Can You Use Tampons After an Early Miscarriage?

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Physicians traditionally advise against the use of tampons during miscarriage bleeding. The reason for this recommendation is that the cervix may be dilated more than during a typical menstrual period, and theoretically, tampons use during a miscarriage might pose an increased risk of developing a uterine infection or toxic shock syndrome (a rare but potentially fatal type of infection).


There aren't any studies documenting an increased risk of an infection specifically attributable to the use of tampons after a miscarriage, or providing details for this recommendation. It's possible that the risk might vary in different situations.

After a chemical pregnancy, for example, it's likely that any added risk of tampon use would be quite low—especially considering that most chemical pregnancies probably occur unnoticed. But again, there's no data available.


To err on the side of caution, however, it's best to follow the traditional advice and choose pads for the miscarriage-related bleeding. If you feel strongly about using tampons versus pads, discuss the matter with your doctor. Your doctor can help you decide what's best for your situation.

If you do decide to use tampons after a very early miscarriage, your doctor can make sure you are informed of the warning signs of infection and know what to do if you might develop symptoms.

Note that whenever a dilation and curettage (D&C) is performed as a part of treatment for a miscarriage, tampons should always be avoided following the procedure due to an elevated risk of infection.

Toxic Shock Syndrome

Toxic shock syndrome (TSS) is a serious condition that can occur after prolonged tampon use. In fact, toxic shock syndrome was first observed among women who used tampons. With better education around safe tampon use, less than 50% of toxic shock syndrome is caused by tampons today. Instead, most cases of toxic shock syndrome are caused by skin infections, burns, and surgery.

Toxic shock syndrome is characterized by fever and shock. The shock is severe and results in the shut down of organs, and if left untreated, death.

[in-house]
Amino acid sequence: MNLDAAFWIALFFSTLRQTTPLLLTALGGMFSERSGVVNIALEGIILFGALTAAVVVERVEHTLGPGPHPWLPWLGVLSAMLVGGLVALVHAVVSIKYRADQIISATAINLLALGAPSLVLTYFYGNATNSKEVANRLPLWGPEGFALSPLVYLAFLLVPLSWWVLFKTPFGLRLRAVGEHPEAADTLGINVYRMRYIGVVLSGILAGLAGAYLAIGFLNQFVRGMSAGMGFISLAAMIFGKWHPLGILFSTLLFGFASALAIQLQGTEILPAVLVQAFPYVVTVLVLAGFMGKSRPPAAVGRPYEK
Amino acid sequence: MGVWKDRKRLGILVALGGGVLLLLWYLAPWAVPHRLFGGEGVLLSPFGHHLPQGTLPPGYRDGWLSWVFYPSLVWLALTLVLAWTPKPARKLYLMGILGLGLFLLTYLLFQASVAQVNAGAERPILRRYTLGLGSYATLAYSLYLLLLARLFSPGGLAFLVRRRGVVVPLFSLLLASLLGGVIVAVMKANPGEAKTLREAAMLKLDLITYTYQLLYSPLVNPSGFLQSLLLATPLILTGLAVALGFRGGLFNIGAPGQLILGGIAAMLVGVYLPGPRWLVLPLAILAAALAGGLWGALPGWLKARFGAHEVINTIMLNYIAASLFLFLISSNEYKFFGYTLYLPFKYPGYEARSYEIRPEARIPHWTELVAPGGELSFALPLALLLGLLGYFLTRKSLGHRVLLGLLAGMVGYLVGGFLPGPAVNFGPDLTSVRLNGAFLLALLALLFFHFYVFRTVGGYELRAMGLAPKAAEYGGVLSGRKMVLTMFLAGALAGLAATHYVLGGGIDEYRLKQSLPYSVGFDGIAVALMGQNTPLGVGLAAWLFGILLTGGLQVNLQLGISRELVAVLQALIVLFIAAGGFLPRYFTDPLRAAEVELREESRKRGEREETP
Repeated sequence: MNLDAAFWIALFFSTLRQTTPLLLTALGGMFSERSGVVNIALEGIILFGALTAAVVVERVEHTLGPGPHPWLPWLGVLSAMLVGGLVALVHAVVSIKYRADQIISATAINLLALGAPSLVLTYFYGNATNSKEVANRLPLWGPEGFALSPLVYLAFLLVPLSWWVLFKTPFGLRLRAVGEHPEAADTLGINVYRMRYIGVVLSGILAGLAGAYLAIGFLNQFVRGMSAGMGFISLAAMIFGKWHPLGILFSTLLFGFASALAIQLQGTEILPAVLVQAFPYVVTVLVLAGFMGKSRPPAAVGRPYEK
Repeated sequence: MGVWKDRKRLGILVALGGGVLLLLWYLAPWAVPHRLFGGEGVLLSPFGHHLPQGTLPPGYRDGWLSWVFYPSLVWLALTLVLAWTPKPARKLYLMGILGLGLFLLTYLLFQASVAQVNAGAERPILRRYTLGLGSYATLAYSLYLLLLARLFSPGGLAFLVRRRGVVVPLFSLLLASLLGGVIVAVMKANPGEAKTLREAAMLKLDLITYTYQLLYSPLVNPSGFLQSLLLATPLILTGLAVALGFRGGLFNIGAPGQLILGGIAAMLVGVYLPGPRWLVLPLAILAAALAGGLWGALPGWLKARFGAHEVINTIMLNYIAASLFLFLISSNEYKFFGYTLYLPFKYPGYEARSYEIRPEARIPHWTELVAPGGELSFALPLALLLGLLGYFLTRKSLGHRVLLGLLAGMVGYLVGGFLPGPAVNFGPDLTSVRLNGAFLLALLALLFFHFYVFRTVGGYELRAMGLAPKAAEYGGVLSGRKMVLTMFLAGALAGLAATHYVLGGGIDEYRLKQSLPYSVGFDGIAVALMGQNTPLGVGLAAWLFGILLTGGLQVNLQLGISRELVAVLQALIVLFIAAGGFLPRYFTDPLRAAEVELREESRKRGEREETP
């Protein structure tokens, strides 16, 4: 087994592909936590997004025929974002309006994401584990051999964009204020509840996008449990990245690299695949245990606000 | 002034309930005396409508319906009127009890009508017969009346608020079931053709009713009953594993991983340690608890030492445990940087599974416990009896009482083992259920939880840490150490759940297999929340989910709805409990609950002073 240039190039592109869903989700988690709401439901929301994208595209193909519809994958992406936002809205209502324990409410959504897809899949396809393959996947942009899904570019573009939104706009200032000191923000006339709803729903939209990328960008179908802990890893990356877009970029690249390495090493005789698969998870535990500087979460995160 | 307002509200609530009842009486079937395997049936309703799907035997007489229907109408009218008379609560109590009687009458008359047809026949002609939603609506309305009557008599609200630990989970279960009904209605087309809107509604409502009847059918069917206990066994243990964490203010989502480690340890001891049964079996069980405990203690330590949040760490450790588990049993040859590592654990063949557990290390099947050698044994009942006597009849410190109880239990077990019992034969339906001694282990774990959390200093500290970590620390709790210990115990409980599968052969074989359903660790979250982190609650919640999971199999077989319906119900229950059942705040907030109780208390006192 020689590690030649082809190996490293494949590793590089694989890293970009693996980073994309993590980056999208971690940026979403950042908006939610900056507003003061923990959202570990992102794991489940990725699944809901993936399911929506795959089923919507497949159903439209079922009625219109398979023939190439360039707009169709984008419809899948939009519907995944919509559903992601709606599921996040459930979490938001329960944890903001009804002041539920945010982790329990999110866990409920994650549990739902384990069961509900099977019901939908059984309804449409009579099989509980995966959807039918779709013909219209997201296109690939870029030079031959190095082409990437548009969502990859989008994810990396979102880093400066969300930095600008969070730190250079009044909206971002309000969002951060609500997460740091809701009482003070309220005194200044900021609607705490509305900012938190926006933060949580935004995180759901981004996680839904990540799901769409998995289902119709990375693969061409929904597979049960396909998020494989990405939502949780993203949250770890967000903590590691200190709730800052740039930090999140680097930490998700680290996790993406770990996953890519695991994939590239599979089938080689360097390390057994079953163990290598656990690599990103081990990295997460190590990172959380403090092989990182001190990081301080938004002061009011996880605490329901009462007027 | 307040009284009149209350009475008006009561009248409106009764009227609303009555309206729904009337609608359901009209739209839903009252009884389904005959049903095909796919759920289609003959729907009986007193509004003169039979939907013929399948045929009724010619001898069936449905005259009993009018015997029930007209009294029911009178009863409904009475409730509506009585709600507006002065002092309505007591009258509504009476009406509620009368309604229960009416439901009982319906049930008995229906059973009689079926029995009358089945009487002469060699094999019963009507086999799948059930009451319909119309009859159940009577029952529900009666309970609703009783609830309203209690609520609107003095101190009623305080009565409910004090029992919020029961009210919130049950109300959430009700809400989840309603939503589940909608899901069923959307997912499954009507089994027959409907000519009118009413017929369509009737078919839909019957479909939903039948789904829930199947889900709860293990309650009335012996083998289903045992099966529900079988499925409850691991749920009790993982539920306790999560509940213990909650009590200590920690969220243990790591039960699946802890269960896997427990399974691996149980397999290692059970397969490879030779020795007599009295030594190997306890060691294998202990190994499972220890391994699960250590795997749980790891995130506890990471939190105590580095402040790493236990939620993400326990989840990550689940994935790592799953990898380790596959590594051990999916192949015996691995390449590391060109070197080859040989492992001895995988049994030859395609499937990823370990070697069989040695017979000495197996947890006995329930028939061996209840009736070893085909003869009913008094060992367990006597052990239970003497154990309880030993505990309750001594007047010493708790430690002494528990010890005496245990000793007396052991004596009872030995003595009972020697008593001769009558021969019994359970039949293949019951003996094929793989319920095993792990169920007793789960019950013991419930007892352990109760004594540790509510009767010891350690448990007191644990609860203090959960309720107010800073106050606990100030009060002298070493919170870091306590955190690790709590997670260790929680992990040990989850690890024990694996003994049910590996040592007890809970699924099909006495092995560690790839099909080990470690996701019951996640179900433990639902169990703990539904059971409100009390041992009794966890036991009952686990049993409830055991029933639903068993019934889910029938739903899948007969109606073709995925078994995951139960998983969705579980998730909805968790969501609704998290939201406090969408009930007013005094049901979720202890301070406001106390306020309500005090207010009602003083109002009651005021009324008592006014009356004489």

Toxic shock syndrome is caused by Staphylococcus bacteria. However, not all Staph bacteria cause toxic shock. Of note, a similar condition called toxic-shock-like syndrome occurs after infection with Streptococcus bacteria.

Some symptoms of toxic shock syndrome include:

  • Confusion
  • Diarrhea
  • High fever
  • Kidney failure
  • Liver failure
  • Muscle aches
  • Nausea
  • Rash that occurs about 2 weeks after initial infection and affects the palms and soles of the feet
  • Redness of eyes and throat
  • Vomiting

Treatment of toxic shock syndrome occurs in the ICU. Care may include the following:

  • Antibiotics
  • Dialysis to treat kidney failure
  • Drainage of any infected sites
  • Gamma globulin (in severe cases)
  • Intravenous fluids
  • Removal of any foreign bodies (like a tampon)

Toxic shock syndrome kills about half of the people that it affects. Even in those who survive the infection, long-term sequelae, or consequences, can occur, including heart and kidney damage.

A Word From Verywell

Miscarriage is a traumatic, heartbreaking experience for many women, which can be exacerbated by having to cope with days of bleeding after it occurs. It's very understandable to want to use tampons to deal with this stage. However, to protect your health and prevent infection, it's important to avoid tampon use during this time and opting instead for pads (disposable or reusable) or menstrual underwear.

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  1. U.S. National Library of Medicine. Toxic shock syndrome.

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